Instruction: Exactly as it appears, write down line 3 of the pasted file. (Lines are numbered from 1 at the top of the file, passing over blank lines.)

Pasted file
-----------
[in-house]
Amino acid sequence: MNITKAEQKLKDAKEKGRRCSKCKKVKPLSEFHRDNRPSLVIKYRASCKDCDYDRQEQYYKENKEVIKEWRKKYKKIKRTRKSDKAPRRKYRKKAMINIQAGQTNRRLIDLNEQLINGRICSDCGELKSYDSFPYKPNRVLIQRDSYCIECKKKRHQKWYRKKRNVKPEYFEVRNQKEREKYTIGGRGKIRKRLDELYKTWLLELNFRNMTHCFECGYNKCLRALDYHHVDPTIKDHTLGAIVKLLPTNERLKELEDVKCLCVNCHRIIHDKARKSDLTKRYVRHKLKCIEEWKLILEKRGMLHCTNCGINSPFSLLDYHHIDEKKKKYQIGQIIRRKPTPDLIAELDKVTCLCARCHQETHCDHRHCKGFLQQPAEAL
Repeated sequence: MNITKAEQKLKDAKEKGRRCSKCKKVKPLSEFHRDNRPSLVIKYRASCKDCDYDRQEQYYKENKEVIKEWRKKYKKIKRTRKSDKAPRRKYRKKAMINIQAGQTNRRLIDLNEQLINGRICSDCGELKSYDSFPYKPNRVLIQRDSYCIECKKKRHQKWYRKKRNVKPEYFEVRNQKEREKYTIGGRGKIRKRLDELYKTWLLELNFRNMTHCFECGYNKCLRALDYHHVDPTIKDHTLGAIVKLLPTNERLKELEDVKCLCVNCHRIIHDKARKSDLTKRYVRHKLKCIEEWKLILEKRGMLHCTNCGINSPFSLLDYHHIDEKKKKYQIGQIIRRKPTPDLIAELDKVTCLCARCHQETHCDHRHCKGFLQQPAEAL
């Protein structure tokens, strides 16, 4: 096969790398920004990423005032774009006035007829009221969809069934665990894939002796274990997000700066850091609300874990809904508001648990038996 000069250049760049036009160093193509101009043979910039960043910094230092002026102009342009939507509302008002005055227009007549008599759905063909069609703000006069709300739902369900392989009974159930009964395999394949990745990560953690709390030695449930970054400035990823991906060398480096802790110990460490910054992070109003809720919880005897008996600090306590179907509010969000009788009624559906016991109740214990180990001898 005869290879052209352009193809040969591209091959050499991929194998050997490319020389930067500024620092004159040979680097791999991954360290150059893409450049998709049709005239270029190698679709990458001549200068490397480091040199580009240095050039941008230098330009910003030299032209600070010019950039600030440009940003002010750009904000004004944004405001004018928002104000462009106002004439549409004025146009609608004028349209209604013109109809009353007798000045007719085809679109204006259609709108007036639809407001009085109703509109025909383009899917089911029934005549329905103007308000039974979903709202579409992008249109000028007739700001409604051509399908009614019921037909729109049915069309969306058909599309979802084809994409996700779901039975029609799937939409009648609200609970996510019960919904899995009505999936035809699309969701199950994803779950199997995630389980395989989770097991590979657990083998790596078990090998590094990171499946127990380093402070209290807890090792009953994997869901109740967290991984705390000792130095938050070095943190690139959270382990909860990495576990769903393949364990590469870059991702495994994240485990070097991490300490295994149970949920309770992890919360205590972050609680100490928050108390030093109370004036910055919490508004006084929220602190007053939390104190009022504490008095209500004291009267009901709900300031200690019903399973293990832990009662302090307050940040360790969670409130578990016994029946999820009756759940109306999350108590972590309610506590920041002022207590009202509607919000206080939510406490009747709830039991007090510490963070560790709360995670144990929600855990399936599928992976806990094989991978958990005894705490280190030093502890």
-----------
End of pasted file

Repeated sequence: MNITKAEQKLKDAKEKGRRCSKCKKVKPLSEFHRDNRPSLVIKYRASCKDCDYDRQEQYYKENKEVIKEWRKKYKKIKRTRKSDKAPRRKYRKKAMINIQAGQTNRRLIDLNEQLINGRICSDCGELKSYDSFPYKPNRVLIQRDSYCIECKKKRHQKWYRKKRNVKPEYFEVRNQKEREKYTIGGRGKIRKRLDELYKTWLLELNFRNMTHCFECGYNKCLRALDYHHVDPTIKDHTLGAIVKLLPTNERLKELEDVKCLCVNCHRIIHDKARKSDLTKRYVRHKLKCIEEWKLILEKRGMLHCTNCGINSPFSLLDYHHIDEKKKKYQIGQIIRRKPTPDLIAELDKVTCLCARCHQETHCDHRHCKGFLQQPAEAL